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This 20th Century Classics set is the latest packaging of EMI's great recordings of Lutoslawski's orchestral works from 1976/1977. (Amazon has annoyingly substituted the cover of the 2008 Gemini edition for the cover of this 2011 reissue, and refuses to correct it -- you can find the actual cover in the Customer Images.) The conductor leads the Polish Radio National Symphony Orchestra in great performances.

Symphonic Variations (1936-38) 8'52
Symphony No. 1 (1941-47) 24'43
Musique Funebre (Funeral Music for Strings) (1954-58) 13'30
Symphony No. 2 (1965-67) 31'22

The pre-war "Symphonic Variations" is a light piece in the Stravinskian mode. Clearly Lutoslawski has not yet developed his own voice. "Symphony No. 1" is very strong, an excellent first symphony heavily influenced by the music of Stravinsky, Bartok, Hindemith, Prokofiev, and Roussel. Lutoslawski's distinctive voice is not yet heard, but it was being forged as he grappled with and synthesized some of the best of the early 20th century's developments. With dynamic, propulsive outer movements and inner movements compellingly reflective, "Symphony No. 1" gives no sign of being written during the war. By the time is was completed it would have made uplifting post-war music, but it was banned by the Polish regime because it made some slight use of Schoenberg's 12-tone method, which was strictly forbidden at the time.

Subsequently Poland pursued a more open cultural policy, and Lutoslawski was able to experiment more boldly as the 1950s progressed. "Musique Funebre" is one of his masterpieces, a 12-tone work dedicated to Bartok that anyone can love, with a strong shape and dark tones featuring the interval of a semitone as an anchor. "Symphony No. 2" is one of Lutoslawski's most radical works, featuring the "aleatoric" method of "ad libitum" playing from the orchestra, forcing the musicians to choose their own notes in many passages, within strict limits. The symphony is in two parts: Hesitant and Direct. The first part basically sets a mood, and is relatively formless. Then the second part forges strong contrasts and dynamics with blocks of instruments playing ad libitum. It definitely summons the rebellious, liberatory mood of 1967 -- "feed your head" indeed! I first heard this piece over 10 years ago, the later recording by Esa-Pekka Salonen and the Los Angeles Philharmonic on Sony. I was thoroughly unimpressed. This composer-led performance is much better, and now I can appreciate the radical score.

Concerto for Orchestra (1950-54) 28'26
Jeux venitiens (1960-61) 12'58
Livre pour orchestre (1968) 21'12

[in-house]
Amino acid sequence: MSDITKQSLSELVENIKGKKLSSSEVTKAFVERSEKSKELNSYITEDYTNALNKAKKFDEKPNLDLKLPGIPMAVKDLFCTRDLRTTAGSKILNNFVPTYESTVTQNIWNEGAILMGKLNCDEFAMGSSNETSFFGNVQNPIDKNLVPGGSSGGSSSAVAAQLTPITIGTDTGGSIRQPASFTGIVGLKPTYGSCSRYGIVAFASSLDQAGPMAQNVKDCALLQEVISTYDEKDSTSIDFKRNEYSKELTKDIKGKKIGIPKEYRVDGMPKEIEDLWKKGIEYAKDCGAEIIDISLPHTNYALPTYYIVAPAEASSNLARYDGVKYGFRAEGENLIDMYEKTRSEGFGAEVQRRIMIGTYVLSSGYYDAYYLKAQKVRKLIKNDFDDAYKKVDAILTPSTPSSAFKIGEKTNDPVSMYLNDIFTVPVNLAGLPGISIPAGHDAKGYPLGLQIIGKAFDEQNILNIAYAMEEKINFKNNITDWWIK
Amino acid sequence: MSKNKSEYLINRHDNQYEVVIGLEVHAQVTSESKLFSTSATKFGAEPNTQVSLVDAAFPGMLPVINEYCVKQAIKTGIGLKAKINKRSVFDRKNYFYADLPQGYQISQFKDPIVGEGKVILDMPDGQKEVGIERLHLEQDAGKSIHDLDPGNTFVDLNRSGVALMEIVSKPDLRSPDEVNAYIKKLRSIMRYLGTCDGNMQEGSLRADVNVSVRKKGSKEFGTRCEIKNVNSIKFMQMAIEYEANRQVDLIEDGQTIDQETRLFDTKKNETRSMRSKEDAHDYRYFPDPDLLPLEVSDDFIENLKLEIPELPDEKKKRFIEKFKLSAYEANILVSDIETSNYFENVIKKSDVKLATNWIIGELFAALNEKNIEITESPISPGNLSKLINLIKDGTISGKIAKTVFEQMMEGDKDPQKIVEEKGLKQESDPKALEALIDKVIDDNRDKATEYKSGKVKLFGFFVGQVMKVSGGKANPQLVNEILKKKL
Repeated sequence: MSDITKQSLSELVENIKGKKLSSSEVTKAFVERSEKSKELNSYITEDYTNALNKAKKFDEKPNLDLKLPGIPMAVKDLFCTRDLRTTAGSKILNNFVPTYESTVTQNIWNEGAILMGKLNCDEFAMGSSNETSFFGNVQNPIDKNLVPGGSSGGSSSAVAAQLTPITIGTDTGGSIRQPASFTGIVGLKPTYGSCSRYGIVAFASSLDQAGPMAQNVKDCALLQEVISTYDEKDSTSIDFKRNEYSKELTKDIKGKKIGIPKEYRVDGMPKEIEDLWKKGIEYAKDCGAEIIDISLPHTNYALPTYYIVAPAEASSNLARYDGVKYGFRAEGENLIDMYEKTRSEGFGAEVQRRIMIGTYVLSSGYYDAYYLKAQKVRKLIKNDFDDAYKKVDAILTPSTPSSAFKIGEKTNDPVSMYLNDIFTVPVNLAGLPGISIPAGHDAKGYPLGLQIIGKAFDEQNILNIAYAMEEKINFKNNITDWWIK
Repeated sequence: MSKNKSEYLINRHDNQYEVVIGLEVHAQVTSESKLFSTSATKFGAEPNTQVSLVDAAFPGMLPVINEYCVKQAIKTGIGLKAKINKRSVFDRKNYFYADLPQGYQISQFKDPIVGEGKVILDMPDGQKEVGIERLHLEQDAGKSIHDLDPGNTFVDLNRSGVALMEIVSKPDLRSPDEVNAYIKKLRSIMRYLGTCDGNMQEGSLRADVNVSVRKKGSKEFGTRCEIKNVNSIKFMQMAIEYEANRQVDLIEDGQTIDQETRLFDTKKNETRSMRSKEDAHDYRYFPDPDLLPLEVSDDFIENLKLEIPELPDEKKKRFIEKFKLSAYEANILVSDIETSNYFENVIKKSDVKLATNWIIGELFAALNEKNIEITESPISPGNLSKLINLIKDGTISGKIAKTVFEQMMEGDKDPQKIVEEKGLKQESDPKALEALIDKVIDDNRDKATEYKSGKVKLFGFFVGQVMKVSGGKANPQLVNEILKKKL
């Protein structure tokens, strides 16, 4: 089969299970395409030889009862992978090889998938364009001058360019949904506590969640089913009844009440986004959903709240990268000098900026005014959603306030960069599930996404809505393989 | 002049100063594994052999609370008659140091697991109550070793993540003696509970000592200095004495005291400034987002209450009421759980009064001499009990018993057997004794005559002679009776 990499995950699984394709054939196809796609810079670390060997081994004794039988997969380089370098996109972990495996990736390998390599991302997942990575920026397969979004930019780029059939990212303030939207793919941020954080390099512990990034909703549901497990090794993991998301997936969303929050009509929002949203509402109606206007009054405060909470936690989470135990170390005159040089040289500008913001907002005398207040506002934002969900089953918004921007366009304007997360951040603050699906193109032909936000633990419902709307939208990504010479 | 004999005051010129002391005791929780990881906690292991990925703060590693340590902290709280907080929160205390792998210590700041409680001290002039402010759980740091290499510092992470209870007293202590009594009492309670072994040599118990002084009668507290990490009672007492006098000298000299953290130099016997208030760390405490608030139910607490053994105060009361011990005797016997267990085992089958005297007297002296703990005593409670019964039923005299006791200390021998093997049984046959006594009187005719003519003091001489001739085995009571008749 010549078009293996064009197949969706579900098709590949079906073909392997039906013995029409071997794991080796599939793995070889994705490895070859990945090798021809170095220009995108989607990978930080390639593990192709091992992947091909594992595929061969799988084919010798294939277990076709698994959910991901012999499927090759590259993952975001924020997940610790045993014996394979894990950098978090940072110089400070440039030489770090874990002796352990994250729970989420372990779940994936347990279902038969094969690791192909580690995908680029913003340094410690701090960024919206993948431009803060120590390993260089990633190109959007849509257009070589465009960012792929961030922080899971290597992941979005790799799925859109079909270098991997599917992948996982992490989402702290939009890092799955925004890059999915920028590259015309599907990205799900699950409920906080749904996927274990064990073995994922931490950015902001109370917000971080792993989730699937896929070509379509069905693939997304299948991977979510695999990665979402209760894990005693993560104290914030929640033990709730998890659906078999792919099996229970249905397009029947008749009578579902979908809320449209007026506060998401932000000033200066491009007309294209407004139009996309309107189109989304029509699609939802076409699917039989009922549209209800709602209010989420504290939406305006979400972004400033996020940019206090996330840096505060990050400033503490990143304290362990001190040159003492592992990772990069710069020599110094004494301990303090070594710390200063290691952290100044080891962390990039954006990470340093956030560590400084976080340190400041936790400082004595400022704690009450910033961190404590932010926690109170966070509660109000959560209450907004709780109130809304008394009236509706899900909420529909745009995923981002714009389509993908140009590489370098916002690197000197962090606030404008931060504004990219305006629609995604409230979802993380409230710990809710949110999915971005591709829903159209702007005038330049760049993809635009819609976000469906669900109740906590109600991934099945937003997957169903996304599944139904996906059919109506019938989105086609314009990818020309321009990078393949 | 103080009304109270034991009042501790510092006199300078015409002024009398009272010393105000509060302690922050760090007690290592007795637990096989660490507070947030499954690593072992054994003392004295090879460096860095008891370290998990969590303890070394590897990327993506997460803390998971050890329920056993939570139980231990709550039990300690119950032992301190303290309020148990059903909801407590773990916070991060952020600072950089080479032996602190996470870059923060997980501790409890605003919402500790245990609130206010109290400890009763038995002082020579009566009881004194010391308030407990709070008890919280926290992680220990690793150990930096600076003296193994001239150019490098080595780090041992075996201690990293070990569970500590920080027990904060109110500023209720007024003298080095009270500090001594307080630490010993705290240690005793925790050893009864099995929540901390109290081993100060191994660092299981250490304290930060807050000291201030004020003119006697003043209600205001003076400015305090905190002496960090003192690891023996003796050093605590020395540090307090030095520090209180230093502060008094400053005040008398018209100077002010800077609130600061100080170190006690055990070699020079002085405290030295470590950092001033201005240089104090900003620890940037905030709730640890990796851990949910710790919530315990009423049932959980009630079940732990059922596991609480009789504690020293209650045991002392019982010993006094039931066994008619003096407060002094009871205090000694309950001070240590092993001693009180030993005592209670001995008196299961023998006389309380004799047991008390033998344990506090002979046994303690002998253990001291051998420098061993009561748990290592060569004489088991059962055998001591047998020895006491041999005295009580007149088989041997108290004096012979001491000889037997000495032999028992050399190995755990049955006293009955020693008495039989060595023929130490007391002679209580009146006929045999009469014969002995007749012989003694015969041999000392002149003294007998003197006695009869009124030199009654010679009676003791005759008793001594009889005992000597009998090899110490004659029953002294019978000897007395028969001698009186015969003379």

Mi-parti (1975-76) 14'35

Lutoslawski's "Concerto for Orchestra" is another of his masterpieces. While it shares some aspects of structure with Bartok's better-known piece of the same name, the content is altogether different. And while Bartok mocked Shostakovich with a quote from his Symphony No. 7, Lutoslawski respectfully includes the D-S-C-H motto in his final movement. The opening "Intrada: Allegro maestoso" is very strong and memorable, reminiscent of Shostakovich. It then moves through a quieter "Capriccio notturno e Arioso" before moving into a powerful closing "Allegro gusto." I have heard several recordings of this work, and this is by far the best, bringing out its rich Romantic potential in a way missed by Barenboim and the CSO. The PRNSO sounds splendid!

The three works that follow are all among Lutoslawski's most radical. "Jeux venitiens" (Venetian Games) is another masterpiece. It has always been one of my favorite Lutoslawski works, moving through delightful passages with light, airy instrumentation and making use of the aleatory method for the first time. "Livre pour orchestre" (Book for Orchestra) surprises the ear right away with its use of glissandos, indicating that Lutoslawski has been listening to Xenakis. Along with "Symphony No. 2" and the "String Quartet," this represents the high point of Lutoslawski's Sixties radicalism. The book bears repeated readings, but does not easily yield its secrets. Finally, "Mi-parti" is a lovely piece that is part of the conductor's move back toward convention, including passages of gentle lyricism and simplicity. Ultimately with works including his "Piano Concerto" he would abandon his Sixties experimentation altogether, but here he is only on the path, he has not yet arrived. It sounds superb.

*** *** ***

EMI has reissued this music many times, most recently in its Gemini series and as two of the discs in a 3-disc set. Whatever package it comes in, it sounds great -- essential music from one of the finest late 20th century composers.
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